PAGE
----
EAST LANSING, Mich. — Lou Anna Simon, who resigned Wednesday as president of Michigan State University amid public outrage over the Larry Nassar sex-abuse scandal, could earn hundreds of thousands of dollars a year if she returns to the faculty, according to an analysis of her contract.
Researchers at George Mason University who have reviewed the contracts of about 250 college presidents said Simon’s is the only one they have encountered that maintains the full base salary if a president moves into a faculty position. That suggests Simon could earn at least $750,000 for one year if she chooses to return as a professor after a sabbatical, said Judith Wilde, chief operating officer of the Schar School of Policy and Government at George Mason and a professor who has studied university presidents’ compensation.
The $750,000 salary was Simon’s base pay at the time of a 2014 addendum to her contract, and her compensation probably has increased since then, Wilde said.
After the initial year, Wilde said, it appears Simon could earn three-quarters of that base salary annually, more than the most highly paid faculty member at the university, C. Konrad Gelbke, one of the world’s leading physicists.
The university has not disclosed the specifics of Simon’s departure, and a university spokesman declined to comment on whether the circumstances of her resignation could influence the terms of the contract. Simon, who had led Michigan State since 2005, and the chairman of the board of trustees did not respond Thursday to requests for comment.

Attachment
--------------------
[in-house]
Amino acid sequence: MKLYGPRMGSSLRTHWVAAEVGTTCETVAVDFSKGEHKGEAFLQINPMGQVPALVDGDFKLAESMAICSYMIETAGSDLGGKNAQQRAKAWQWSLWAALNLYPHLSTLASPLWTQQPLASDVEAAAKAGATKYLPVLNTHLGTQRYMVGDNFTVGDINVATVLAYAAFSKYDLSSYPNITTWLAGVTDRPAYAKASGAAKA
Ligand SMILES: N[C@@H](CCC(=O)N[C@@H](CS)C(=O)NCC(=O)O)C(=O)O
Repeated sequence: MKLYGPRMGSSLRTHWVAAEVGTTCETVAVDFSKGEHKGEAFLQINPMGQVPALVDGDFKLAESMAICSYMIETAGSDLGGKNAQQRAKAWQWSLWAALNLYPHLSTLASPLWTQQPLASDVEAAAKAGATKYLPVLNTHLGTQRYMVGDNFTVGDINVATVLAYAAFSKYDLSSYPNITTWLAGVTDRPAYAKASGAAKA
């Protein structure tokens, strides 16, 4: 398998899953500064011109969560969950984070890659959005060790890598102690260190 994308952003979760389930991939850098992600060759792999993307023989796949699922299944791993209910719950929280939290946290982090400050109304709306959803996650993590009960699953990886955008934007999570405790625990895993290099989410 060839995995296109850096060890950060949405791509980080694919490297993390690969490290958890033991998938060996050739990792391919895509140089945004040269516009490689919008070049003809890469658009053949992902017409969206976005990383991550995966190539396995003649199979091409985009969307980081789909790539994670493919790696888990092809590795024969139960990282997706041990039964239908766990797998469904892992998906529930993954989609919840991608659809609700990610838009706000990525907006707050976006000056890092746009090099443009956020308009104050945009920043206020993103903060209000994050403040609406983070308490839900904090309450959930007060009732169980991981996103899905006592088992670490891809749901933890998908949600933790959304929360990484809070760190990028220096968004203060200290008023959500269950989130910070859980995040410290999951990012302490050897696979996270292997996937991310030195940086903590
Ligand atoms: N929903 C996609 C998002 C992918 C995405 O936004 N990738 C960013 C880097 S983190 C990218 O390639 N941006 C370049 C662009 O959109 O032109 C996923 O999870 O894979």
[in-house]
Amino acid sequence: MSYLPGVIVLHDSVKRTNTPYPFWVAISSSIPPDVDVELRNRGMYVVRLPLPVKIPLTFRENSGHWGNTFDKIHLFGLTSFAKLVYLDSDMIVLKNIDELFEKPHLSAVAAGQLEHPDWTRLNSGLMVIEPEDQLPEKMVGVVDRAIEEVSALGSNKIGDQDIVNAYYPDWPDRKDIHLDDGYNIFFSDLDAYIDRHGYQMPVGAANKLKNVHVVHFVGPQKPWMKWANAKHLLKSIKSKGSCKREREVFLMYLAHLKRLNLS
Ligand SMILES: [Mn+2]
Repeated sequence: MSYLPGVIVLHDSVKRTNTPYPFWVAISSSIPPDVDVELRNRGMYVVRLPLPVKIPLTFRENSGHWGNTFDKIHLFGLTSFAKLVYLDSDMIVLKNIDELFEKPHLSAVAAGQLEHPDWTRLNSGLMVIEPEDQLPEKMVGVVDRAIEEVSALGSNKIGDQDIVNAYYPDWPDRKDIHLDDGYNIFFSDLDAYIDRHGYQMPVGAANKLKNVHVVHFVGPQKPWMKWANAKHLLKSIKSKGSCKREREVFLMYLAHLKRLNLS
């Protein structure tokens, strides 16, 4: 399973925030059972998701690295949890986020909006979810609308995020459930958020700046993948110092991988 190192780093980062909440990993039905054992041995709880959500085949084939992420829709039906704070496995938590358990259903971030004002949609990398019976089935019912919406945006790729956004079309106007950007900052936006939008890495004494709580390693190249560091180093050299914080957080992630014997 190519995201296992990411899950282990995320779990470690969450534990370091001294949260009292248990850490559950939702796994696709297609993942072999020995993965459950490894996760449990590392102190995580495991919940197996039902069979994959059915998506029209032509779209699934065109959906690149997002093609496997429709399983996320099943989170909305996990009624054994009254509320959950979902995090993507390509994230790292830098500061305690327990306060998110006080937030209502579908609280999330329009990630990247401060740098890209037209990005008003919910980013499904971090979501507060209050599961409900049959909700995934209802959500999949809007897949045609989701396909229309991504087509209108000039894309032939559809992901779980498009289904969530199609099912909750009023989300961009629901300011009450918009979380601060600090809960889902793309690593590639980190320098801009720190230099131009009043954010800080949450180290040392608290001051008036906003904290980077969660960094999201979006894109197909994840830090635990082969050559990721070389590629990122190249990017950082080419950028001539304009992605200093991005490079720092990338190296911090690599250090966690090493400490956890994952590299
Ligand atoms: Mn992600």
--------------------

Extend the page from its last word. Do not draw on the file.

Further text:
Ray Cotton, a lawyer who has worked with such contracts for decades, said Simon’s potential pay as a tenured faculty member is reasonable. He pointed out that the board’s vice chairman said earlier this week that Simon had been the university’s best president during his many years on the board, someone who enjoyed strong support from faculty and achieved fundraising success.
While Cotton said many people — including him — are furious about Nassar’s abuses, “that doesn’t mean it was the president’s fault.”
Nassar, a physician who worked in sports medicine at Michigan State and treated many girls with USA Gymnastics, was sentenced Wednesday to 40 to 175 years in prison after more than 150 women testified that he had molested them. As the surge of tearful and defiant women continued for days, public disgust mounted, and pressure on Simon increased inexorably, despite what had seemed to be firm support from trustees.
Women have said they complained to Michigan State athletics officials as early as 1997. In 2014, Nassar was cleared in an investigation by the school after a woman alleged he assaulted her. Attorneys for Michigan State have said Nassar’s sexual abuse was difficult to detect and that university officials did not mishandle prior complaints.
On Wednesday evening, Simon wrote, “As tragedies are politicized, blame is inevitable,” explaining she would step down as president.
It appears Simon would be eligible for her annual $100,000 retention bonus for 2017, Wilde said, and continued perks, such as long-term-care insurance, tickets to games and lifetime technical support for herself and her spouse, Wilde said.
On Thursday, Education Secretary Betsy DeVos said her agency is investigating Michigan State and “will hold MSU accountable for any violations of federal law.”
“My heart breaks for the survivors of Larry Nassar’s disgusting crimes. What happened at Michigan State is abhorrent,” DeVos said. “It cannot ever happen again — there or anywhere. Students must be safe and protected on our nation’s campuses.”
Moriah Balingit contributed to this report.